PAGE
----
After finding an employee was unjustifiably dismissed the Employment Court took a detailed five step approach to compensation for humiliation, loss of dignity and injury to feelings and confirmed that these awards should be considered in three general financial bands
Ms Cheng worked for Richora Group Limited for three months before her employment was terminated. She successfully brought a claim against Richora in the Employment Relations Authority for unjustified dismissal. Richora challenged the Authority’s determination in the Employment Court.
Ms Cheng suffered from depression. Mr and Mrs Li, who ran Richora and knew about her depression, offered her administration work. Ms Cheng began work in January 2017. The employment was not formally documented. After a month Ms Cheng had not received any wages.
On 7 March 2017 the Li’s accountant told them the IRD had been in contact about not paying any employee wages. Later that day Ms Cheng found she had been locked out of the Richora offices by the Li’s.
On 8 March 2017 Ms Cheng’s husband met with Mr Li at Mr Li’s request. Ms Cheng did not attend due to illness. Mr Li said Ms Cheng had contacted the IRD (which she denied) and offered $3,000 for Ms Cheng’s resignation. The next day Ms Cheng attempted to commit suicide.
Later that month Mr Li posted online about an unnamed employee who he described as “despicable and shameless… villainous”. The post caused further emotional damage. On 11 April 2017 Ms Cheng raised a personal grievance.
The Court’s analysis
The Court found that Ms Cheng had been unjustifiably dismissed on 7 March 2017. It held that the Li’s did not adequately engage Ms Cheng, she was not told the purpose of the 8 March 2017 meeting and it continued despite her absence. She was not given an opportunity to respond to Mr Li and she was pushed to resign. The Court ordered Richora to pay unpaid wages and three months’ lost remuneration.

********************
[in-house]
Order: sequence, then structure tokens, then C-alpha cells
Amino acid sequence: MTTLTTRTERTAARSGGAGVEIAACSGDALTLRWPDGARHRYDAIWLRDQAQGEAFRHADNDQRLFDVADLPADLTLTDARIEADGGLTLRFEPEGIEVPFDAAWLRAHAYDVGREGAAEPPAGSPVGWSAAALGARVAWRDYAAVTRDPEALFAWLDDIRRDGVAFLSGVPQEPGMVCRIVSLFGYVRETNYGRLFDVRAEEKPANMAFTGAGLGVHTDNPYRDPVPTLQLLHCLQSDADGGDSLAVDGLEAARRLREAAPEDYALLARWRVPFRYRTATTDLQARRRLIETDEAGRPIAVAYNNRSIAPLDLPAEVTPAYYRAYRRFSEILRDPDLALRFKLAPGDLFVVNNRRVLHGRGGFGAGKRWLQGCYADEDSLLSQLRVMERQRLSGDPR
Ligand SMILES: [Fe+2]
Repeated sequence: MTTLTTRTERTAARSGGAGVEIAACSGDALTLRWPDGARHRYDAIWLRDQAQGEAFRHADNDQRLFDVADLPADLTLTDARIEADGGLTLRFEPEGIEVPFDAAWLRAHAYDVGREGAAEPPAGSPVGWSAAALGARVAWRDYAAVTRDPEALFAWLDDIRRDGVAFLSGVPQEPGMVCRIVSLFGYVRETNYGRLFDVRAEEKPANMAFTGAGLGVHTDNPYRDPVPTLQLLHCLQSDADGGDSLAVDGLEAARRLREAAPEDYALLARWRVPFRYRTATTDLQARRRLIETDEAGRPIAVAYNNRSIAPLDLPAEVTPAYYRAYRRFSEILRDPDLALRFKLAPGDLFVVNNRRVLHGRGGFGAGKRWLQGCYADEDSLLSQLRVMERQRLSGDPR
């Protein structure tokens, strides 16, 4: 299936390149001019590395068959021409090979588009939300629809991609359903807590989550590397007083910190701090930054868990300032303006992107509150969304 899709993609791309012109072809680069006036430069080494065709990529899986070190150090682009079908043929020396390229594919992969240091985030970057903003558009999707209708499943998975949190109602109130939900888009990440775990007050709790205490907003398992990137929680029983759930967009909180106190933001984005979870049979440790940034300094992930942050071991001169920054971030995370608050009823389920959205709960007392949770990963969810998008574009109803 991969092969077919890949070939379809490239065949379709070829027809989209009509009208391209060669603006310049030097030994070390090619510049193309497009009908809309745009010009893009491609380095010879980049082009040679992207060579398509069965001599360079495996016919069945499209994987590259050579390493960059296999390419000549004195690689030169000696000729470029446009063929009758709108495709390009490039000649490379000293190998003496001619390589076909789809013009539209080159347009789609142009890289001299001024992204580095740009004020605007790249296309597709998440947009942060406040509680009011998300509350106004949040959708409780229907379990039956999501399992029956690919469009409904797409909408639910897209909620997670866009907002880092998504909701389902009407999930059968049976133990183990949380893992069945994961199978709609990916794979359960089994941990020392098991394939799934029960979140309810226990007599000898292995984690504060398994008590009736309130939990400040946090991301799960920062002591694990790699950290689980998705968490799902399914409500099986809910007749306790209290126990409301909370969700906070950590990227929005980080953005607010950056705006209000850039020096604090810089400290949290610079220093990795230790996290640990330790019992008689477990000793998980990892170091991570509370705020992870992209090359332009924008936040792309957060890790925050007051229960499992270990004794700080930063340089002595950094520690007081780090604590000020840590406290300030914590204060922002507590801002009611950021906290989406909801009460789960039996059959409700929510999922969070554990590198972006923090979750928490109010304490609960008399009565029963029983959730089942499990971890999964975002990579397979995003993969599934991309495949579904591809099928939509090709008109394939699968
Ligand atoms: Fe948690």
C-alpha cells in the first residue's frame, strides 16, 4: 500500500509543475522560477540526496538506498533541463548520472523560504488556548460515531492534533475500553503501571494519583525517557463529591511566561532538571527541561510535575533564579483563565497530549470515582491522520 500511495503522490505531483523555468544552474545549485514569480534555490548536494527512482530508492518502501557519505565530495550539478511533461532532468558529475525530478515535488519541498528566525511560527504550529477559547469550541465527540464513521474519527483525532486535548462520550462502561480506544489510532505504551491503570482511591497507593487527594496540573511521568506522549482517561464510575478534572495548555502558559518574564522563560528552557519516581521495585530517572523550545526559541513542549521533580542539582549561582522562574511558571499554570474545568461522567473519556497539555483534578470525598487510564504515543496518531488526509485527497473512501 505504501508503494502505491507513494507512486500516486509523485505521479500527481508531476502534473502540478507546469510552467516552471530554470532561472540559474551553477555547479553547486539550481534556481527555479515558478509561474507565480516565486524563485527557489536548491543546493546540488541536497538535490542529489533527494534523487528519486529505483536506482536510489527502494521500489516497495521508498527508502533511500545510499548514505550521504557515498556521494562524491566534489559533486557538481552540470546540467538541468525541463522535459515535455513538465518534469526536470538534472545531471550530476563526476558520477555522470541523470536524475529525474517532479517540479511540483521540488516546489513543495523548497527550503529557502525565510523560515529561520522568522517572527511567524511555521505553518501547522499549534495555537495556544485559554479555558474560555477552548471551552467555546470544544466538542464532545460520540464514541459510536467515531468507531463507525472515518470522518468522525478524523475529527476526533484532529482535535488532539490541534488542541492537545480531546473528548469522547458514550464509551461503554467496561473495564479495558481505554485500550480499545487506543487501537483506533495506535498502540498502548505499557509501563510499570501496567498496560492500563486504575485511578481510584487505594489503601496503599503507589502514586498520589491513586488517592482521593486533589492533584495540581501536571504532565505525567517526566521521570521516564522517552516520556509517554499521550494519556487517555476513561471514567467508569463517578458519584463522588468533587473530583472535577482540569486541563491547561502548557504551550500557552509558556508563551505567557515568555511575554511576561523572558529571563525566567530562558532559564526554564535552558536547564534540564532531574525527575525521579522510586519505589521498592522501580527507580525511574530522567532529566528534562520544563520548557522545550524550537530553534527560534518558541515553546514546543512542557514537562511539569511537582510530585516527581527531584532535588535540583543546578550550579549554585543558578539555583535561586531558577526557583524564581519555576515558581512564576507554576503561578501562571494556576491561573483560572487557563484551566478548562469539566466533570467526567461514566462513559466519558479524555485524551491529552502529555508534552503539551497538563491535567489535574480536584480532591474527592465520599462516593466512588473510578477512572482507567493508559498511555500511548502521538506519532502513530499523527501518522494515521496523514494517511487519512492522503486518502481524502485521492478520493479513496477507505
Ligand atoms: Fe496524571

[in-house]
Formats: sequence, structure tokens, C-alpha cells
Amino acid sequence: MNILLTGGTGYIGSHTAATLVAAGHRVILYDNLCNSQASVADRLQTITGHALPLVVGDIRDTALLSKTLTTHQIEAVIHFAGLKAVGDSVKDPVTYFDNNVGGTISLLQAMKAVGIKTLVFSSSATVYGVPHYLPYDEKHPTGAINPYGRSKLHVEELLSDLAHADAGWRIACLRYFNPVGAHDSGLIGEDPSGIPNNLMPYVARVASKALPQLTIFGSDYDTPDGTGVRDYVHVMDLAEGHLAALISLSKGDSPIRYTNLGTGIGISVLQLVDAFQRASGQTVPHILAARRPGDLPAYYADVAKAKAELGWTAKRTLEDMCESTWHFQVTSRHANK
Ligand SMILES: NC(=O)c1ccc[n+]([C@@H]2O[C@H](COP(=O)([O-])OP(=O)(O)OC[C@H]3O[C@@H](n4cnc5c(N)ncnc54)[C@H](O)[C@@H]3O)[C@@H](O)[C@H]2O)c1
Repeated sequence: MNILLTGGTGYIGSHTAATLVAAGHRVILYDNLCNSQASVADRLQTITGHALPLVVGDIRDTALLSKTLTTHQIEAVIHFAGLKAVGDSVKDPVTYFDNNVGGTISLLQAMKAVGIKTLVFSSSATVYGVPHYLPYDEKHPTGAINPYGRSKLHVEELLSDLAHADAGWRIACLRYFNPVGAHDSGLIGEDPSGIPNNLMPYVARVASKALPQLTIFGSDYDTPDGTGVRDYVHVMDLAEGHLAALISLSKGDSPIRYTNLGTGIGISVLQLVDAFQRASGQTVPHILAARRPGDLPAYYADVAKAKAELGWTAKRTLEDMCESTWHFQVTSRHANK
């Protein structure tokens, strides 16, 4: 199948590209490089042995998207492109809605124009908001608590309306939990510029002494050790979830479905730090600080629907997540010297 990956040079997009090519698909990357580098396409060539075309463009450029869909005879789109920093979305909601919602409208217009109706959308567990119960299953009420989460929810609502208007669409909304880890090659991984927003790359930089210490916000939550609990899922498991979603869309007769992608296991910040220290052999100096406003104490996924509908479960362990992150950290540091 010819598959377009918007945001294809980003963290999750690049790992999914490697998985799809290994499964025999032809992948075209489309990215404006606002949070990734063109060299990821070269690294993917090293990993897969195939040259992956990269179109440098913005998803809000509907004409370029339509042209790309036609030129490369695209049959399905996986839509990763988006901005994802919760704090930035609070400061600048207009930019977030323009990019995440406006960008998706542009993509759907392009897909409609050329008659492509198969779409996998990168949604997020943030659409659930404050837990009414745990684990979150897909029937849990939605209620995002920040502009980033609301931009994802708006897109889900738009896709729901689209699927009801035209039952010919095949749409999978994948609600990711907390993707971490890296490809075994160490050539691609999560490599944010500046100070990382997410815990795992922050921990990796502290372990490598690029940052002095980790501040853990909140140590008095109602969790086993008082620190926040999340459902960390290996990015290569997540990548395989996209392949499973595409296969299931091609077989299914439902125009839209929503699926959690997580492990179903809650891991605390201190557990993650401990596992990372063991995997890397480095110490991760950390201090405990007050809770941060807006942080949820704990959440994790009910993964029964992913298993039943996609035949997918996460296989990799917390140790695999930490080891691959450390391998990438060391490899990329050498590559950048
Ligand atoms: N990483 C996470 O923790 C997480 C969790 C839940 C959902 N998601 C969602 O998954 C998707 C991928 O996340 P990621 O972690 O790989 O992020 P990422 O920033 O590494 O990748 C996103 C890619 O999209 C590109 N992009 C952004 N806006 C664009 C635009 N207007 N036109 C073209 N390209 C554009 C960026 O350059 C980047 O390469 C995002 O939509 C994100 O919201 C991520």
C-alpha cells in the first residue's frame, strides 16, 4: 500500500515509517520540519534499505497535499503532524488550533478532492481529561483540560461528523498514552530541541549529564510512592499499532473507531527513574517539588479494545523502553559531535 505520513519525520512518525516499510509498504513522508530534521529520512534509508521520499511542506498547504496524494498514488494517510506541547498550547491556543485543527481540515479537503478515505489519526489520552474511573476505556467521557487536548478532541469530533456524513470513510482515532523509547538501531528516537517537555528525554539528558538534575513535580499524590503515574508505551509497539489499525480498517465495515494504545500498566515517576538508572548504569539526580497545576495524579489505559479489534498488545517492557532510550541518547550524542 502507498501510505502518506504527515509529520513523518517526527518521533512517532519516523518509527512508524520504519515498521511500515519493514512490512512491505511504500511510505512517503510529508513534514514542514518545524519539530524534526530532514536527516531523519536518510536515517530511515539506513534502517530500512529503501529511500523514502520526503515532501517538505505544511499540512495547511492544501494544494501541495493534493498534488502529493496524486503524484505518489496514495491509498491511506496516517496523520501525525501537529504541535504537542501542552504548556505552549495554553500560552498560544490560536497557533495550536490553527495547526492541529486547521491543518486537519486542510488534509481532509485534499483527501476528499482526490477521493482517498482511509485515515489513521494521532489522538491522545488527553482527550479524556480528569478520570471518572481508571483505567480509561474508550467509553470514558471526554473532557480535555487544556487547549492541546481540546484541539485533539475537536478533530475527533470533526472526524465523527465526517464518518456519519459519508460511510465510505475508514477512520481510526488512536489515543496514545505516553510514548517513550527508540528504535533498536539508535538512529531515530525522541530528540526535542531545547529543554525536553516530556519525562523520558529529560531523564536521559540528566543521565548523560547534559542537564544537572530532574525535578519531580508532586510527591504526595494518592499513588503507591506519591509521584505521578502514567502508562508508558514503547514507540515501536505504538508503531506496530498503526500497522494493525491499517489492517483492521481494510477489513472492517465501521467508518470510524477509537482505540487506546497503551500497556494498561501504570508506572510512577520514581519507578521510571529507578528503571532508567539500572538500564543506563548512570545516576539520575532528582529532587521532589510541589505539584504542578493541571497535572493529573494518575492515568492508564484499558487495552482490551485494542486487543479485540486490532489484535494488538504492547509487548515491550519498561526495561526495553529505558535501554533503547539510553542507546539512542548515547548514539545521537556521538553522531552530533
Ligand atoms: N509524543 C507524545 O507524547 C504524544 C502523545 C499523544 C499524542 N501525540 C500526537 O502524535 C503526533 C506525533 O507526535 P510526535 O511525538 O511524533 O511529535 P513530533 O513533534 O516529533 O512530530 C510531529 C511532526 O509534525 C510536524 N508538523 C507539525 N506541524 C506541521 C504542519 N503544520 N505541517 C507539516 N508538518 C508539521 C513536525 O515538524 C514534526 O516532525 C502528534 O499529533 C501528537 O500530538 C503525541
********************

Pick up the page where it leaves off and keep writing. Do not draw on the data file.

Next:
Of greater interest was the following five step approach the Court took to assess any compensation for humiliation, loss of dignity and injury to feelings.
Step 1 Harm – Richora’s conduct on 7-8 March 2017 damaged Ms Cheng’s self-esteem, made her feel devalued, caused her to experience depression, anxiety and acute stress.
Step 2 Extent of loss – Ms Cheng suffered acute loss: she experienced a dramatic decline in health. The severity of the harm was compounded by pre-existing conditions but the Li’s were always aware of Ms Cheng’s mental state.
Mr Li’s online posts were made after she was terminated. The loss that is compensated must arise from the grievance, in this case the unjustified dismissal. While the posts were linked to the employment, the harm arising from the posts could not be linked to the unjustified dismissal and compensation for loss caused by the posts could not be awarded.
Step 3 Where on the spectrum of cases does this case sit in terms of harm suffered? – The Court found the harm fell in the upper band: Ms Cheng was seriously impacted by the sudden end to her employment, especially as she held the Li’s in high esteem and placed value on their relationship.
Step 4 Where on the spectrum of cases does this case sit in terms of quantum? – The Court confirmed the ‘band’ approach first seen in Waikato District Health Board v Archibald and stated that the bands are: band 1 (low range harm) $0-$10,000; band 2 (mid range harm) $10,000-$40,000; band 3 (upper range harm) over $40,000. The Court looked at awards in similar cases and placed this case in band 3.
Step 5 What is a fair and just award in the present case? – In the Authority Ms Cheng was awarded compensation of $20,000 for humiliation, loss of dignity and injury to feelings. The Court considered Ms Cheng should have been awarded more to reflect band 3 harm. However, Ms Cheng had not sought a greater award and so the Employment Court did not have the jurisdiction to award an amount higher than that claimed.
Take away points
This case set a new five step approach to determining the level of award made for humiliation, loss of dignity and injury to feelings. It also confirms the banding approach recently adopted by the Employment Court. Employers should be wary of the increased awards now being made; even harm in the middle range could warrant an award of close to $40,000.
Although post termination conduct can often not be taken into account when determining compensation for loss, employers should note that employees are not barred from seeking redress through other means.